The Jefferson School, founded in 1926, was then one of only ten African American high schools in Virginia. It now houses 11 nonprofit organizations, including the African American Heritage Center, and is managed by the Jefferson School Foundation. The Foundation’s executive director, Sue Friedman, formerly chair of the Albemarle County School Board, has just filed suit against one of the building’s resident nonprofit partners for defamation.
At an April meeting of the resident partners Elliott Brown, executive director of Common Ground Healing Arts, complained about how Friedman was hired, especially since, she claimed, she “was fired from her last job for exhibiting unethical behavior in fundraising.” Friedman had been executive director of the Alzheimers Foundation for 12 years. Brown later stated in an email that he should have said “left” rather than “fired,” but stood by her allegation of impropriety.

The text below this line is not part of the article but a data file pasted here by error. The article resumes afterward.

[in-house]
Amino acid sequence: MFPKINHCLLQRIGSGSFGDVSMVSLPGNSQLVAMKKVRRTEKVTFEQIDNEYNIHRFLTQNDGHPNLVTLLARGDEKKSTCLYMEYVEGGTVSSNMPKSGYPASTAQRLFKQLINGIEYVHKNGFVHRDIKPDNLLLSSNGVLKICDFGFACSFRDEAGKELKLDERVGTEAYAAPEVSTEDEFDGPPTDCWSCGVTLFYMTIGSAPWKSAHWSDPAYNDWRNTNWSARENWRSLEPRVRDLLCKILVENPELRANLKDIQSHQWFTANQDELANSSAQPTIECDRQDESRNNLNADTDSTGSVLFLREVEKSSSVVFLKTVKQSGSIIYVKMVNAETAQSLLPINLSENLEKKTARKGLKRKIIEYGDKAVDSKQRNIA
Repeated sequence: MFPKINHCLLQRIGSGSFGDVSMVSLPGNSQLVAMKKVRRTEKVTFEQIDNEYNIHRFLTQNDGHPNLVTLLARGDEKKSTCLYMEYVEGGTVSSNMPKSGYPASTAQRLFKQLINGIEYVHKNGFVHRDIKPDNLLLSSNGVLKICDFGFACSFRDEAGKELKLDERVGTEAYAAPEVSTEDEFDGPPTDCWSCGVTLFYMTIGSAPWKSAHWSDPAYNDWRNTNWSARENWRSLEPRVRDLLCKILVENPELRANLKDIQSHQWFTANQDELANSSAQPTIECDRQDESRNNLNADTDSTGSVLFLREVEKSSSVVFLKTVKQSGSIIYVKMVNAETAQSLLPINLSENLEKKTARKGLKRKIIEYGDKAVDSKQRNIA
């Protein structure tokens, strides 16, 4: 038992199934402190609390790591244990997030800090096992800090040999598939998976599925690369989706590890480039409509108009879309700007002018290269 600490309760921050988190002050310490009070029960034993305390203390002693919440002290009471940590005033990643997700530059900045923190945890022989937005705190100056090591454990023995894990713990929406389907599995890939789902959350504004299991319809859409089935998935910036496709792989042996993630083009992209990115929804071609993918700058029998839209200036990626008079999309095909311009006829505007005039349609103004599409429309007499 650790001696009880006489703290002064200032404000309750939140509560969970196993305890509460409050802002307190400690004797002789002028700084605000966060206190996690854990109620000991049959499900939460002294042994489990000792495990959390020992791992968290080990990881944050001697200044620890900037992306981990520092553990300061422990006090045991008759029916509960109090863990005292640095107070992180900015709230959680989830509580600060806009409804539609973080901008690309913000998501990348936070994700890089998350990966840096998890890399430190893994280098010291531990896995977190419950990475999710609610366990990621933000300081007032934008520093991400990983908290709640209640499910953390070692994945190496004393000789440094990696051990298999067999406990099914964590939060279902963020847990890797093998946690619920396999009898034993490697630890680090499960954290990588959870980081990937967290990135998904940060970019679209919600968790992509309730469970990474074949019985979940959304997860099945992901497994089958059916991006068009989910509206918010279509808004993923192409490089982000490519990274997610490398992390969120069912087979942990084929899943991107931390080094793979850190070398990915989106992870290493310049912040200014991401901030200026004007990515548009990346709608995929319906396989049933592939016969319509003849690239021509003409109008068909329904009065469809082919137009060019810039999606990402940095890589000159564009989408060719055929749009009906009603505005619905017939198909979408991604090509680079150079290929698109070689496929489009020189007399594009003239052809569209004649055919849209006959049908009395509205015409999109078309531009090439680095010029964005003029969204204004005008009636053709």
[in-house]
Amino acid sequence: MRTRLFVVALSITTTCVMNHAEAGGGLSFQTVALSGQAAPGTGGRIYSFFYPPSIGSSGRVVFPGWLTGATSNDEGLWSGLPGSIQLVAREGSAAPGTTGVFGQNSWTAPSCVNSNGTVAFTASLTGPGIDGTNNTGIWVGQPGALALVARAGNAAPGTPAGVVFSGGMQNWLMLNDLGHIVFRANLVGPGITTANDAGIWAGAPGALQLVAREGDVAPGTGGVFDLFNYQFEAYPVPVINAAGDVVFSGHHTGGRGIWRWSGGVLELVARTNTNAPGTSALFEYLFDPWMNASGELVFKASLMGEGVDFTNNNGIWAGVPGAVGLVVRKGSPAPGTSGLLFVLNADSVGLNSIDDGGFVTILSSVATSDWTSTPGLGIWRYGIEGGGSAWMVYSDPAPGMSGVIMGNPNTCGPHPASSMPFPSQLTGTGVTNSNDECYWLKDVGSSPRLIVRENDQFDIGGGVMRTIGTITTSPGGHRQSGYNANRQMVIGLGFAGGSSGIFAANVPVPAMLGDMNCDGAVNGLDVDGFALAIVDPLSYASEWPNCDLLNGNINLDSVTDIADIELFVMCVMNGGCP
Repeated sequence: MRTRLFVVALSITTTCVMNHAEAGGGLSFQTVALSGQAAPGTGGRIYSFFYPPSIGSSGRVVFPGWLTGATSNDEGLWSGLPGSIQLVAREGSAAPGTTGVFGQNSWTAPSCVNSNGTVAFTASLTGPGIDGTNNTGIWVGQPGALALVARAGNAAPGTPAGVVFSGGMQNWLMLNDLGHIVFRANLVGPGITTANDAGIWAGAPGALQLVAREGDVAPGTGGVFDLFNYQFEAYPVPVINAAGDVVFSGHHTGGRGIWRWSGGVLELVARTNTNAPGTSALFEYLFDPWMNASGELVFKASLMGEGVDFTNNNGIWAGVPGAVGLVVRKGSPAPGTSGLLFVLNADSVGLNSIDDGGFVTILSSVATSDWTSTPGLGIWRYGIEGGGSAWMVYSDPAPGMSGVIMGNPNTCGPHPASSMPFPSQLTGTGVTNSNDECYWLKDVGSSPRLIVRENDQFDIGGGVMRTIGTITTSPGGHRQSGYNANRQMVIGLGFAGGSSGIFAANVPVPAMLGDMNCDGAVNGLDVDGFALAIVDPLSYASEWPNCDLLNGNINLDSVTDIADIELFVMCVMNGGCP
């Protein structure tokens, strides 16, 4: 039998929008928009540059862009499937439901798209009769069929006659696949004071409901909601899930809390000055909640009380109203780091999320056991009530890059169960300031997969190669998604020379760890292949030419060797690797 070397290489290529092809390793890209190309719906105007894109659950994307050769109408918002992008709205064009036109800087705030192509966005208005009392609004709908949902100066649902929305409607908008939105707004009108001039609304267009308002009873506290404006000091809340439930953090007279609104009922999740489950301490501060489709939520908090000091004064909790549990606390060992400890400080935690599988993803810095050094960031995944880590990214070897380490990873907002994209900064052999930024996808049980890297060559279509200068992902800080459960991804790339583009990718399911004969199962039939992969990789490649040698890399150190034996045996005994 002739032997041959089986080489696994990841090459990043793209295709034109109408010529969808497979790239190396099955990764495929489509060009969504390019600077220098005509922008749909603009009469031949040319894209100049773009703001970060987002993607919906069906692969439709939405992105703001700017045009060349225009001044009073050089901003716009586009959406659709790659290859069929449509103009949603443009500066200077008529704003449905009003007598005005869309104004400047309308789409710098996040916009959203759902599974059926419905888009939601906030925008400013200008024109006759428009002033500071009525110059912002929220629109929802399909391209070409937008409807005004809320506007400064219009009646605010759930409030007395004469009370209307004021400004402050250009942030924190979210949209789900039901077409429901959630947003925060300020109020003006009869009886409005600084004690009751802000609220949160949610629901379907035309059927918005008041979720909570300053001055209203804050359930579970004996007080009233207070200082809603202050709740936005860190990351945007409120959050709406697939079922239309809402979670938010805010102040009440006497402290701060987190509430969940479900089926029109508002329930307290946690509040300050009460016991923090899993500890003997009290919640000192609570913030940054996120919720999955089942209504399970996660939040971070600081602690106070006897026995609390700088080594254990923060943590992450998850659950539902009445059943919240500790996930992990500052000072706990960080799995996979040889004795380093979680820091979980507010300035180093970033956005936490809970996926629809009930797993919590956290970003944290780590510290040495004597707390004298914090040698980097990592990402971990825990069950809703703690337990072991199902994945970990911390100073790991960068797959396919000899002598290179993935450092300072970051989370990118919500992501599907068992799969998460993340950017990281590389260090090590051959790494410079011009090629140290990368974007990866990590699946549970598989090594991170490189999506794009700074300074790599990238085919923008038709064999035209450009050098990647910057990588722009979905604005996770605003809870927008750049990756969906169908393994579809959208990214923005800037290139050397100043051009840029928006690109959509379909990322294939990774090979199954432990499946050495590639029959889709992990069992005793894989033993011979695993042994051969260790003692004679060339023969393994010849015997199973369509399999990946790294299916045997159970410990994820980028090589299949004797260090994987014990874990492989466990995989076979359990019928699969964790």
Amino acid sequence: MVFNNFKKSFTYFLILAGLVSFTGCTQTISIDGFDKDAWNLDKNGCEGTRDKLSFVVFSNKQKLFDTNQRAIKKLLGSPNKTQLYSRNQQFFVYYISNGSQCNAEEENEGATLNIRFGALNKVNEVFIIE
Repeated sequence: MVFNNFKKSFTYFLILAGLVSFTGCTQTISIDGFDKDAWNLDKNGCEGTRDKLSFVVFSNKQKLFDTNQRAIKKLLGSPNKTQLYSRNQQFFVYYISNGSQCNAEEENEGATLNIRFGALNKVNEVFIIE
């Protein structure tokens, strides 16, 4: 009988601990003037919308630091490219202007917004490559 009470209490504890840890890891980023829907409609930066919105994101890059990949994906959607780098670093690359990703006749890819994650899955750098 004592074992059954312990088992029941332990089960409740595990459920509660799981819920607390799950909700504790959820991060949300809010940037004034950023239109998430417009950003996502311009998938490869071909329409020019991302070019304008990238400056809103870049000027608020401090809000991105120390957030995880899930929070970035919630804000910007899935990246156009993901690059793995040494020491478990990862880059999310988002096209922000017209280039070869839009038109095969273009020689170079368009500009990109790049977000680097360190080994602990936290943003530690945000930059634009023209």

What makes this controversy a revealing sign of the times is that Brown had another objection to Friedman’s hiring, stating in that same email that “she believed a white person must be ‘overwhelmingly justified’ to run the former African American school—a standard she said Friedman didn’t meet.”
Wait, there’s more! In the last paragraph of the article from which I’ve quoted, C-VILLE Weekly could not refrain from a sly bit of guilt by association:
Tom Albro, the lawyer representing Friedman, is also representing Edward Dickinson Tayloe II (a plaintiff in the lawsuit fighting City Council’s vote to remove Confederate statues) in a defamation suit against C-VILLE, news editor Lisa Provence, and UVA assistant professor Jalane Schmidt for this feature story. A copy of that complaint can be found here.
That complaint is well worth reading. It shows, among other things, that Charlottesville is fertile ground for an attorney who develops expertise in race-based defamation.